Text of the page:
How To: Follow Dr. Bernstein’s Dietary Plan

Dr Bernstein’s dietary plan is at the strict end of the low carb dietary scale. The diet consists of planned, carefully measured, prepared and consistent amounts of protein foods and non-starchy vegetables. In addition double cream, cheese and soya products are allowed. You can have some low carbohydrate sweeteners and beverages.

Bernstein's diet allows cheese.

Bernstein’s diet allows cheese.

He aims to give suitable and small amounts of carbohydrate required for good health with the trade-off that minimal amounts of insulin will then be required from the pancreas in type twos and by injection for type ones.

The exact monitoring system and ways to trouble shoot problems that crop up along the way are described in detail with a full account of the rationale. The reasoning is impeccable, the results are impressive. The difficulty is that it is a tough plan for most of us who enjoy eating at least some fruit, grains and starches.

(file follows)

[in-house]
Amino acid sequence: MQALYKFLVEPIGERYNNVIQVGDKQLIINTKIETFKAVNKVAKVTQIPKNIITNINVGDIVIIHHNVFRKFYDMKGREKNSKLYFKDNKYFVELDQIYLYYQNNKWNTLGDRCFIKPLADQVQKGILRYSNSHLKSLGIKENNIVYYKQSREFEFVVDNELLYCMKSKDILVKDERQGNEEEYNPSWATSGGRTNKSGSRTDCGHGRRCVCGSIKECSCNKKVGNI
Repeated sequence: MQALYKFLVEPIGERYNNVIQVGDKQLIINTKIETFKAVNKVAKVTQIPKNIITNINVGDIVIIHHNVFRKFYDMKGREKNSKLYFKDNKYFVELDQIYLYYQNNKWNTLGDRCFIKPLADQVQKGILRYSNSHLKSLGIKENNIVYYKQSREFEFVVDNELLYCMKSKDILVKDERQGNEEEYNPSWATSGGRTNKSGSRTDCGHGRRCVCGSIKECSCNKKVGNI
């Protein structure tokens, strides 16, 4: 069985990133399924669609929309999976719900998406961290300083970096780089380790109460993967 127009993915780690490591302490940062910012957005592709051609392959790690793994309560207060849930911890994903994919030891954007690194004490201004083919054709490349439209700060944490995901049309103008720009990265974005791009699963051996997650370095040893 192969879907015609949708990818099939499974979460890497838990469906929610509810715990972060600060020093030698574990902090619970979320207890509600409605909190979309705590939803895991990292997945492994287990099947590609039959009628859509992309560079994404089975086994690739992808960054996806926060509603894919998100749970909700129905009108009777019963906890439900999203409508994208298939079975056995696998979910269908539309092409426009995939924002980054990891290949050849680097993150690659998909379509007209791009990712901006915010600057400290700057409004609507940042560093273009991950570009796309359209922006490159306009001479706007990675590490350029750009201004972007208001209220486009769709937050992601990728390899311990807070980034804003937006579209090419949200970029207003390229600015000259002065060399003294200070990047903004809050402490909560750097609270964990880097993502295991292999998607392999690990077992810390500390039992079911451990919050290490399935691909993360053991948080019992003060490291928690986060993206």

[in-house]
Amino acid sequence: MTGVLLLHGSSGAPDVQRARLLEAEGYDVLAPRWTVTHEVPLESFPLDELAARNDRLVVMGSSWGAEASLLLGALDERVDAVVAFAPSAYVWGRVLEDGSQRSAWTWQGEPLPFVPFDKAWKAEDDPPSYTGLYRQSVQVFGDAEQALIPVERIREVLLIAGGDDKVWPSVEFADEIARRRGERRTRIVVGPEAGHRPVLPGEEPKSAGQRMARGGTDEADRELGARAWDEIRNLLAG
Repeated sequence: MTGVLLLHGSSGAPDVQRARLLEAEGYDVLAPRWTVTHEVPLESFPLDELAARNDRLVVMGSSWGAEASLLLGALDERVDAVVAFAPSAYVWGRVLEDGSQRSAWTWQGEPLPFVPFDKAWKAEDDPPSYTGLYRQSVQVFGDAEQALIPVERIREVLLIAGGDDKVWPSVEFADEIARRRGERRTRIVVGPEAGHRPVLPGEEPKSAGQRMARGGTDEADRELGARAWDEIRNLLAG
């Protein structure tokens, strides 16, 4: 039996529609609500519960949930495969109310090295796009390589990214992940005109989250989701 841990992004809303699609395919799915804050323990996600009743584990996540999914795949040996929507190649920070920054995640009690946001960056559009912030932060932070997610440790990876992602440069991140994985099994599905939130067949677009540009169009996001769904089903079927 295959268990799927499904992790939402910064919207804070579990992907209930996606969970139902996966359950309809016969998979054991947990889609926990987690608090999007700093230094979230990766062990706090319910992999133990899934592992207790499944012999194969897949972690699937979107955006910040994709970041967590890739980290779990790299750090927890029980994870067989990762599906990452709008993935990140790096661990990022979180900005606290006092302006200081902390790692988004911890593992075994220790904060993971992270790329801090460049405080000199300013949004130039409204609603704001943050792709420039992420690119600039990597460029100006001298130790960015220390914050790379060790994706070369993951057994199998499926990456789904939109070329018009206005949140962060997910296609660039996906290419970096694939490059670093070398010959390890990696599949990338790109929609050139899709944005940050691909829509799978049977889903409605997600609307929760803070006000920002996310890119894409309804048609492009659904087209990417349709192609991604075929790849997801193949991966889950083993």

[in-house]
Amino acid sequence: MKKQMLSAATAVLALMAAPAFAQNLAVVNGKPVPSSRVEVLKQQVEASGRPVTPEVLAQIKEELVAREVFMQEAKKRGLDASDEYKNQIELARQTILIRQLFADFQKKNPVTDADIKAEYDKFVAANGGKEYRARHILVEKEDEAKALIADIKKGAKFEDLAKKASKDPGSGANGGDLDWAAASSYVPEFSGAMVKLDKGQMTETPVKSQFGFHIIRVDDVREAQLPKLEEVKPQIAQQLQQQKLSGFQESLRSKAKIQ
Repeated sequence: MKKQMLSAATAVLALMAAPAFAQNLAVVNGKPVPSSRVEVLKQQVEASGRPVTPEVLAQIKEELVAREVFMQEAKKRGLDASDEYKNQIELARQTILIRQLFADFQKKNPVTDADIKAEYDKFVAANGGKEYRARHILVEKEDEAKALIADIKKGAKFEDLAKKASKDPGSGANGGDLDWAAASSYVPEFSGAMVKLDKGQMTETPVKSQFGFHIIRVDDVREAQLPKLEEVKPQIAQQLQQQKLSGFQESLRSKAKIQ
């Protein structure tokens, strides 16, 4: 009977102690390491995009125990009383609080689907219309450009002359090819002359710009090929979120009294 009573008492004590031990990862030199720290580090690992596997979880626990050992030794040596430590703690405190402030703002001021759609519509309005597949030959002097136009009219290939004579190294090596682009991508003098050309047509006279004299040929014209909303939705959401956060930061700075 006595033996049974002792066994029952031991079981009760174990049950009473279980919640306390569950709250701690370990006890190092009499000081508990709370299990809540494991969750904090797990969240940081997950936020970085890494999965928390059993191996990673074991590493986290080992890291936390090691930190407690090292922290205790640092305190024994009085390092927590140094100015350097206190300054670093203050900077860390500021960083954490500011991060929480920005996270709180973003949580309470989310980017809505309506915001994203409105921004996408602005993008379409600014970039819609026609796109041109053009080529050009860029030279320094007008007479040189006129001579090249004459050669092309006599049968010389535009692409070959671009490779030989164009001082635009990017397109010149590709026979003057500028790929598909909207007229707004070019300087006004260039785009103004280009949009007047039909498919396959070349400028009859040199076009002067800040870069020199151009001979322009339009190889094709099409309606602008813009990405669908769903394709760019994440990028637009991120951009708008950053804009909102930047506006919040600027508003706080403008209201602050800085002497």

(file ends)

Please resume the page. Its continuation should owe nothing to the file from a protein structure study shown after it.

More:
The food is pleasant to eat as tasty fats, spices and herbs are used to give a wide variety of flavour.  The Bernie forum members have experimented with ingredients so you can eat home-made cakes, biscuits, bread as well as main course and starter dishes. I would say that the difficulty lies in the daily planning and meal preparation that is needed. It is the consistency in doing this day after day that can be particularly hard to do.

You do need motivation to follow Dr Bernsteins diet for long periods of time. If you are on insulin, however, you do need to be highly consistent with your meals for control and safety in any event.

Avoiding Insulin